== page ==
In May 2015, Line petitioned to dissolve the marriage. In his answer, Khampha denied the parties were ever married. The district court held a bifurcated trial in order to determine the existence of a common law marriage separately from the dissolution issues. Following the first phase of trial, the district court determined the parties were married on October 2, 2004. Khampha appealed from that ruling, but our supreme court deemed the ruling interlocutory and denied his appeal.

         The district court continued to the second phase of trial to determine issues related to property, support, and child custody. It entered a decree dissolving the marriage and dividing the parties' property and debts. Pursuant to the parties' agreement, the court granted Line physical care of the children. It also granted the parties joint legal custody of the children. The court ordered Khampha to pay Line $1002.87 per month in child support, $1000.00 per month in spousal support, and $8000.00 in attorney fees.

         On appeal, Khampha challenges both the finding that the parties were married as well as the provisions of the decree dissolving their marriage.

         II. Discussion.

         A. Existence of a common law marriage.

         We review the determination of a common law marriage de novo. See In re Marriage of Martin, 681 N.W.2d 612, 617 (Iowa 2004). Because public policy does not favor common law marriages, we carefully scrutinize claims of their existence. See id. The burden of proof rests with the party asserting the existence of a common law marriage. See id.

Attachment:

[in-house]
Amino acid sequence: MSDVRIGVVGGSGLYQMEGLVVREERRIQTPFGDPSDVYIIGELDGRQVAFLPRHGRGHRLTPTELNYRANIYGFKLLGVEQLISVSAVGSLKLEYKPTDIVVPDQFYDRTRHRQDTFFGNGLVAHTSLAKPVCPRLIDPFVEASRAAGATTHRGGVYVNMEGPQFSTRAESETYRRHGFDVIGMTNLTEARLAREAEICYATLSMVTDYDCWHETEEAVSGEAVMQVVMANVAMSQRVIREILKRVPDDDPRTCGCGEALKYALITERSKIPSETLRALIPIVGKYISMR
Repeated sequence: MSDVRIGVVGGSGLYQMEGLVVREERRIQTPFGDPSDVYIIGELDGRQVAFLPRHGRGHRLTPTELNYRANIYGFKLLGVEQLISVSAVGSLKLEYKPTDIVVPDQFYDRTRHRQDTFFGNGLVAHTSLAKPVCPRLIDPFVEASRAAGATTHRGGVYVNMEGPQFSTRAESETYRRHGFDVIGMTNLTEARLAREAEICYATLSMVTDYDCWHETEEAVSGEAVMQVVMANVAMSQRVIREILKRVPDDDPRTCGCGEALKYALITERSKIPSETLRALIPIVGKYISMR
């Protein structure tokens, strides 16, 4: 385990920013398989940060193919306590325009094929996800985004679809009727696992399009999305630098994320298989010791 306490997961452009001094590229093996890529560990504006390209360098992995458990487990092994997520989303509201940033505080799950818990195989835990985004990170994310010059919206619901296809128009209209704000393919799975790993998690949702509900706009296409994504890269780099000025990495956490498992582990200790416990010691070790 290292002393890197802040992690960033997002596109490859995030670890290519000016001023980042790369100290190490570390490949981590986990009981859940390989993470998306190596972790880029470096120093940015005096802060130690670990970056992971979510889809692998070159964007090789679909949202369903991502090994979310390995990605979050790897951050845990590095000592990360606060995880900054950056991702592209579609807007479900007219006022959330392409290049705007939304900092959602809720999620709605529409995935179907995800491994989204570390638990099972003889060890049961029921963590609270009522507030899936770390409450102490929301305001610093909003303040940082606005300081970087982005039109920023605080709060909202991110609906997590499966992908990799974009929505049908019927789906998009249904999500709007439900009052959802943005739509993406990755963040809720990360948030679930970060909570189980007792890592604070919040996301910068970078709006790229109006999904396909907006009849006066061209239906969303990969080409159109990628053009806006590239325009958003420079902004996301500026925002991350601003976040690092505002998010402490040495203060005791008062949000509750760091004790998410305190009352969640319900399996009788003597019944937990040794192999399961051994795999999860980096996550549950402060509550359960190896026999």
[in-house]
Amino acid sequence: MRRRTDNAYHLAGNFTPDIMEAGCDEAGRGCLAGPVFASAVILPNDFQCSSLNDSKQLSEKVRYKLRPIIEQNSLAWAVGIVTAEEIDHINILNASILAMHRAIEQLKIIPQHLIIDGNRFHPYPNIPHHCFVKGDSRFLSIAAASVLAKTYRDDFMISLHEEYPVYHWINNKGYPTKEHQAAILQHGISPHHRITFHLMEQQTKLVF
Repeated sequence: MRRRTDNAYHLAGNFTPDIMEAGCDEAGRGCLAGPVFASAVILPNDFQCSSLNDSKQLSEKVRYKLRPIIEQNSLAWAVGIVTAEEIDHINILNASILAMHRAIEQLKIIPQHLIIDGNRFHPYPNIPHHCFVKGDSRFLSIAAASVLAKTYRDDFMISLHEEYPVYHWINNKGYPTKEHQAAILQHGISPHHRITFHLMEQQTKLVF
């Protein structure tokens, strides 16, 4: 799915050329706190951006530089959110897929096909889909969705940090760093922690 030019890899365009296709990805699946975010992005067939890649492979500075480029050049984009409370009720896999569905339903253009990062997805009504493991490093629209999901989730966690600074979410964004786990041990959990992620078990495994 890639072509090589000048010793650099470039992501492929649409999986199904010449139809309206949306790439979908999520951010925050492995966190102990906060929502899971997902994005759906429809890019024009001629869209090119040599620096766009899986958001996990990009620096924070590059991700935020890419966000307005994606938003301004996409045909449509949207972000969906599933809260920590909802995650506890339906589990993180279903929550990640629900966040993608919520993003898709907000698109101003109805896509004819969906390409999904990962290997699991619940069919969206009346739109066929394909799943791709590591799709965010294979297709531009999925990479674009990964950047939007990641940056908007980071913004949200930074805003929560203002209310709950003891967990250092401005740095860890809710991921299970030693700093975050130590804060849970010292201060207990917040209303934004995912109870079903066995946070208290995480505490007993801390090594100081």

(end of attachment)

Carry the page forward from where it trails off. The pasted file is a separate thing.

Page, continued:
Three elements must be satisfied before the court will find a common law marriage exists. See id. First, both parties must have had a present intent and agreement to be married. See id. With regard to this requirement,

an express agreement is not required. An implied agreement may support a common law marriage where one party intends present marriage and the conduct of the other party reflects the same intent. The conduct of the parties and their general community reputation is evidence that can be used to support a present intent and agreement.

Id. (citations omitted). Second, the parties must have engaged in continuous cohabitation. See id. Finally, there must have been a public declaration that the parties are married. See id.

The public declaration or holding out to the public is considered to be the acid test of a common law marriage. This means there can be no secret common law marriage. Yet, it does not mean that all public declarations must be entirely consistent with marriage. A substantial holding out to the public in general is sufficient.

Id. (citations omitted).

         Khampha does not dispute that he and Line cohabited but argues there is insufficient evidence to show a present intent and agreement to be married or a public declaration of marriage. He disputes that the October 2, 2004 ceremony was a wedding ceremony, citing the testimony of four witnesses who attended the ceremony and did not believe he and Line were married. We note that those witnesses are related to Khampha by birth or marriage. Their testimony is in ...


Buy This Entire Record For $7.95

Download the entire decision to receive the complete text, official citation,
docket number, dissents and concurrences, and footnotes for this case.

Learn more about what you receive with purchase of this case.